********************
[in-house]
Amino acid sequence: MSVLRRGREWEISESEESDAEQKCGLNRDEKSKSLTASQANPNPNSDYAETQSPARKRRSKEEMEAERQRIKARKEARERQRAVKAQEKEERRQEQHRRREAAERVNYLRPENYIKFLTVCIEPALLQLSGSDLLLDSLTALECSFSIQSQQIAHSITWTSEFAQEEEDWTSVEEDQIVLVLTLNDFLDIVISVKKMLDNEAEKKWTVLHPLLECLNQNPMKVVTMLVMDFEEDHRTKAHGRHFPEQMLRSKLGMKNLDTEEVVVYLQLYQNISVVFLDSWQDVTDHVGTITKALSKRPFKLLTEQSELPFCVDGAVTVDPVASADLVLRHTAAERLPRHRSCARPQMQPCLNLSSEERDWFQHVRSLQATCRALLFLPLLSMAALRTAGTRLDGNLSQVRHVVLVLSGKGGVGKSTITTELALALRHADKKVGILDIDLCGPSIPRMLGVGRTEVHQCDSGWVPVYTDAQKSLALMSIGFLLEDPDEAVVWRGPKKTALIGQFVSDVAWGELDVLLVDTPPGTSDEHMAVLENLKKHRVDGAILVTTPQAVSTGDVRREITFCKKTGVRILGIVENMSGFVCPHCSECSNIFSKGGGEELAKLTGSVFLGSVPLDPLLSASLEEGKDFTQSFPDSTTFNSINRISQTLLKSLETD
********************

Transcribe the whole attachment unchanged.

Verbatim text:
[in-house]
Amino acid sequence: MSVLRRGREWEISESEESDAEQKCGLNRDEKSKSLTASQANPNPNSDYAETQSPARKRRSKEEMEAERQRIKARKEARERQRAVKAQEKEERRQEQHRRREAAERVNYLRPENYIKFLTVCIEPALLQLSGSDLLLDSLTALECSFSIQSQQIAHSITWTSEFAQEEEDWTSVEEDQIVLVLTLNDFLDIVISVKKMLDNEAEKKWTVLHPLLECLNQNPMKVVTMLVMDFEEDHRTKAHGRHFPEQMLRSKLGMKNLDTEEVVVYLQLYQNISVVFLDSWQDVTDHVGTITKALSKRPFKLLTEQSELPFCVDGAVTVDPVASADLVLRHTAAERLPRHRSCARPQMQPCLNLSSEERDWFQHVRSLQATCRALLFLPLLSMAALRTAGTRLDGNLSQVRHVVLVLSGKGGVGKSTITTELALALRHADKKVGILDIDLCGPSIPRMLGVGRTEVHQCDSGWVPVYTDAQKSLALMSIGFLLEDPDEAVVWRGPKKTALIGQFVSDVAWGELDVLLVDTPPGTSDEHMAVLENLKKHRVDGAILVTTPQAVSTGDVRREITFCKKTGVRILGIVENMSGFVCPHCSECSNIFSKGGGEELAKLTGSVFLGSVPLDPLLSASLEEGKDFTQSFPDSTTFNSINRISQTLLKSLETD